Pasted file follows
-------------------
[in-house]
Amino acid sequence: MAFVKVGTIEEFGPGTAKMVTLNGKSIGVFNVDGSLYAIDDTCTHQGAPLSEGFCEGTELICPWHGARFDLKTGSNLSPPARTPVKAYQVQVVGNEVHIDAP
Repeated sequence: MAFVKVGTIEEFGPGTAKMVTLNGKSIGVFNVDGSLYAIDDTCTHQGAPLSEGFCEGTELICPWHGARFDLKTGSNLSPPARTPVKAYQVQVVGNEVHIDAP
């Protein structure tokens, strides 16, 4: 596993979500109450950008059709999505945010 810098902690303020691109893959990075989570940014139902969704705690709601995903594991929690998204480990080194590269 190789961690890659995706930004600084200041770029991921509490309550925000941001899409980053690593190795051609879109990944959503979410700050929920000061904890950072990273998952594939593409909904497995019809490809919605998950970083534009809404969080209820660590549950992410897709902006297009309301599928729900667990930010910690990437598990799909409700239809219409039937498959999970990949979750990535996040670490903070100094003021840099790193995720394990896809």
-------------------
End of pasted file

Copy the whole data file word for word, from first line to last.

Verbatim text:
[in-house]
Amino acid sequence: MAFVKVGTIEEFGPGTAKMVTLNGKSIGVFNVDGSLYAIDDTCTHQGAPLSEGFCEGTELICPWHGARFDLKTGSNLSPPARTPVKAYQVQVVGNEVHIDAP
Repeated sequence: MAFVKVGTIEEFGPGTAKMVTLNGKSIGVFNVDGSLYAIDDTCTHQGAPLSEGFCEGTELICPWHGARFDLKTGSNLSPPARTPVKAYQVQVVGNEVHIDAP
């Protein structure tokens, strides 16, 4: 596993979500109450950008059709999505945010 810098902690303020691109893959990075989570940014139902969704705690709601995903594991929690998204480990080194590269 190789961690890659995706930004600084200041770029991921509490309550925000941001899409980053690593190795051609879109990944959503979410700050929920000061904890950072990273998952594939593409909904497995019809490809919605998950970083534009809404969080209820660590549950992410897709902006297009309301599928729900667990930010910690990437598990799909409700239809219409039937498959999970990949979750990535996040670490903070100094003021840099790193995720394990896809």